Last week my daughter and I met up at Sydney airport and zoomed interstate for a few days to Melbourne. A highlight for me was to be a visit to the National Gallery of Victoria, to their exhibition The Making of the Australian Quilt. It did not disappoint - exquisite antique quilts, beautifully displayed!
|The Mary Tolman quilt|
|No I don't know the lady - she looks mesmerised|
Have a look at Miriam's post for her favourite quilt. I couldn't pick one I liked best - loved so many of them! There are also some great pics at The History Blog. If you click on their photos the detail is amazing. It was a great opportunity to get up close and examine the detail of the quilters' work.
We had fun reading all the 'words of wisdom' on The Westbury quilt:
Wonderful fussy cut paper piecing (above) in an unfinished hexagon quilt made by the wife of the Governor of NSW around 1846. Sadly she never completed it as she was killed in a carriage accident in 1847.
The old recycled printed papers still in unfinished work makes for a history study in itself - and there's me squinting to read them.
Inspirational borders that caught my eye:
|Quilt by Mary Jane Hannaford|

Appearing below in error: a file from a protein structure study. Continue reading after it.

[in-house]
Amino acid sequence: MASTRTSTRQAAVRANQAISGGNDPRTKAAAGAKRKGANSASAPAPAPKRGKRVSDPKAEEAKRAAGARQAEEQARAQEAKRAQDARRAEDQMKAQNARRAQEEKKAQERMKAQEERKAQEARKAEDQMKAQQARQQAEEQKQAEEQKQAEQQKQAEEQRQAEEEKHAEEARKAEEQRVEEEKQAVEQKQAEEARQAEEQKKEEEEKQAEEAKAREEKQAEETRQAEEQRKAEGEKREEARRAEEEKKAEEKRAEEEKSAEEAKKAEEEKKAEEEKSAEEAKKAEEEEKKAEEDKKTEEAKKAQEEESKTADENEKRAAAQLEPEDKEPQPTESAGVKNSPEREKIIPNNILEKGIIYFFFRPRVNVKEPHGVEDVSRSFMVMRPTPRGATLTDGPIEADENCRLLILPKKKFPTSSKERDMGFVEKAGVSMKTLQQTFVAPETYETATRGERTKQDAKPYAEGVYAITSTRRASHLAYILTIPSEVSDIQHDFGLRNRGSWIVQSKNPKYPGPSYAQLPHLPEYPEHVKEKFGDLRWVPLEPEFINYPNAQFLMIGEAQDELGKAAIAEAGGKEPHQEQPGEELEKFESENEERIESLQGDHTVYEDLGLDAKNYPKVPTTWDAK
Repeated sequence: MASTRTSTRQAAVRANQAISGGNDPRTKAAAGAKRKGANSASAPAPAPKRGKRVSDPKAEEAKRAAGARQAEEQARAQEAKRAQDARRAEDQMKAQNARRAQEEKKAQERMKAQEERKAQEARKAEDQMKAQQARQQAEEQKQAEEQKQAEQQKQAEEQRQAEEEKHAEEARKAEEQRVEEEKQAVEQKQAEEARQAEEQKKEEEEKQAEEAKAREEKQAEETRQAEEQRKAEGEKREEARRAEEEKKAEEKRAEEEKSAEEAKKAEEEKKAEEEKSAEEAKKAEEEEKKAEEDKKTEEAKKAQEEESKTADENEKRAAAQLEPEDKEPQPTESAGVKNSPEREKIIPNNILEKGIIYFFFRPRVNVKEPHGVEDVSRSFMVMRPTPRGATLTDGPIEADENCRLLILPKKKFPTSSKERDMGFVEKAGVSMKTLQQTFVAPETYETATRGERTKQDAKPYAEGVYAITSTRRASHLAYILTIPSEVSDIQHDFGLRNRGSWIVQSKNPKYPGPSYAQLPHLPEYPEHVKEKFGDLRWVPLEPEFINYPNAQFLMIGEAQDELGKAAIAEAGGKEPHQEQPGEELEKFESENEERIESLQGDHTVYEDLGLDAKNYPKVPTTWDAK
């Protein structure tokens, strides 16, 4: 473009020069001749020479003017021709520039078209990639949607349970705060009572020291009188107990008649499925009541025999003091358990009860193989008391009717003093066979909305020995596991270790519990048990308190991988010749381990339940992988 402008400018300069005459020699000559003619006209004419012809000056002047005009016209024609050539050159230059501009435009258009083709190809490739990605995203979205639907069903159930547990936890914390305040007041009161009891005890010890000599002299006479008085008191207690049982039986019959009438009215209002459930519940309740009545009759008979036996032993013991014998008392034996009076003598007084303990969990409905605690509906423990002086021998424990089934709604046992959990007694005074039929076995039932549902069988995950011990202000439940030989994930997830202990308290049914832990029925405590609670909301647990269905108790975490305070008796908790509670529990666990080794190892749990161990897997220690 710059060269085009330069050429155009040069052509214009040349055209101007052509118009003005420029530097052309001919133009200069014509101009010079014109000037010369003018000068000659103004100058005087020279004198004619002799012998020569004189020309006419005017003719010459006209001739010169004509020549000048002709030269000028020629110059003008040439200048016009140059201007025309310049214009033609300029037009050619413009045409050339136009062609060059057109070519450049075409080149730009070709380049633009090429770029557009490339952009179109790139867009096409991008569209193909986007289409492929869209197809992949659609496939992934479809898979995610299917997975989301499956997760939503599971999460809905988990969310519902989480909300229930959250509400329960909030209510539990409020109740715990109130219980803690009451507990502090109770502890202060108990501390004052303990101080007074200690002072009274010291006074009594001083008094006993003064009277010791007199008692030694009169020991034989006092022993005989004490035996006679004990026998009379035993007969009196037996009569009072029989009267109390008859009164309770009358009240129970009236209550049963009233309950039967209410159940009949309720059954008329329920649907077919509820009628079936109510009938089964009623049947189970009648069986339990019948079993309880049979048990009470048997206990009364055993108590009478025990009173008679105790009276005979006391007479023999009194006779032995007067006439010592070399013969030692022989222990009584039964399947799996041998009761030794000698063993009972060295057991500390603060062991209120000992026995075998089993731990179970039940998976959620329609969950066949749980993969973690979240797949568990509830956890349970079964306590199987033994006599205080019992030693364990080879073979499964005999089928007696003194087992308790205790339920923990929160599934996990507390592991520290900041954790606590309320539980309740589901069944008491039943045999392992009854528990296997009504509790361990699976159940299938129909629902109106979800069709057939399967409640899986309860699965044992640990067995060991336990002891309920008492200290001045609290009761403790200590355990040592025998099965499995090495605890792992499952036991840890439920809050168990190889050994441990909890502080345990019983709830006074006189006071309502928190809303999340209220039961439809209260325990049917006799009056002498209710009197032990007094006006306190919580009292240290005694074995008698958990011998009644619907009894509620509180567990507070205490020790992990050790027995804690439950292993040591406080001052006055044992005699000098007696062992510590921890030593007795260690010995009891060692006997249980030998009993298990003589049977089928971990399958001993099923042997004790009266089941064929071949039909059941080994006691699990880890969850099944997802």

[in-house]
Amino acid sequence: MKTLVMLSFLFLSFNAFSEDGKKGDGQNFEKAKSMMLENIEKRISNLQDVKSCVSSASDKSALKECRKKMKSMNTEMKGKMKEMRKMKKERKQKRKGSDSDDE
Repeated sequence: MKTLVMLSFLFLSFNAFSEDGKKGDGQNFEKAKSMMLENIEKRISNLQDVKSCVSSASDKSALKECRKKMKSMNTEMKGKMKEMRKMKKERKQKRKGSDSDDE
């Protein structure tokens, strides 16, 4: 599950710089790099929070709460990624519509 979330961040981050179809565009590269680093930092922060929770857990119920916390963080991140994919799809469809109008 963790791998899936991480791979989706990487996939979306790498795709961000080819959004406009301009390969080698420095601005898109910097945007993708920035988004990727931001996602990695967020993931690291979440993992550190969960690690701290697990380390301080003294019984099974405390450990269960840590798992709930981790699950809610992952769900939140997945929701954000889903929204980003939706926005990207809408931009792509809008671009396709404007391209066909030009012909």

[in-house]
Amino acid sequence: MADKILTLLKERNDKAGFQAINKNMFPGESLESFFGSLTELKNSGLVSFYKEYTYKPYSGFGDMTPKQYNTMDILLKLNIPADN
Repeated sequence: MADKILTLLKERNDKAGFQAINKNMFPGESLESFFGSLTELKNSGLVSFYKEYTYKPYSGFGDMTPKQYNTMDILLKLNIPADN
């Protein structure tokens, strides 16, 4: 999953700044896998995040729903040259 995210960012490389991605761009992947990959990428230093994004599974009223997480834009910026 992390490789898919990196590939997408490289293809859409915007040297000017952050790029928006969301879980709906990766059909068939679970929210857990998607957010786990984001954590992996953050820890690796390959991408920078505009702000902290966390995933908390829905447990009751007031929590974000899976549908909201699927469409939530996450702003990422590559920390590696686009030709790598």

It was very exciting for DD and I to see the original Auntie Green coverlet
Such a variety of beautiful colours. Quite a masterpiece - especially considering the limitations of lighting at the time.
This was the version I made as a wedding gift for DD in her choice of neutral shades. It was made from the pattern by Irene Blanck (with some little variations).
I do love it and the colours she chose ...but now I am seriously tempted to make a more colourful version for myself. Add that to the 'To Do' list ...
Some momentos from the NGV - including a beautifully illustrated, heavy publication, a cloth tote bag, magnet, book mark and card.
Sadly the Auntie Green does not feature in the book. Good thing I took a lot of photos!
And what else did we do in Melbourne? We also enjoyed the exhibition of Australian Fashion through the Ages (also at the NGV)
I was fascinated by the hand stitched detail in some of the older pieces - so many buttonholes stitched by hand! No sewing machines till 1850's.
And then there were a lot of more colourful modern creations. Which would you rather be wearing, given a choice?!
The pant suit looks comfortable and she must be a busy sewer - just look how many threads she's picked up!
I popped in to the Melbourne Quilt Show to see the Victorian Quilt Showcase. There were some lovely quilts - especially some expert broderie perse and hand quilting. Unfortunately no photo sharing allowed - sorry. If you click on the link there are pictures of a few of the quilts that won ribbons. One of them is a lovely machine quilted Caswell quilt (Threadbear pattern by Corliss Searcey) but there was also another Caswell that was beautifully hand appliqued and hand quilted - just gorgeous.
We caught up with Melbourne friends, caught a musical (Mathilda), a movie (the new Ghostbusters), a few delicious meals at little eateries, and explored the shops - perfect!
Now back to quilting with renewed energy...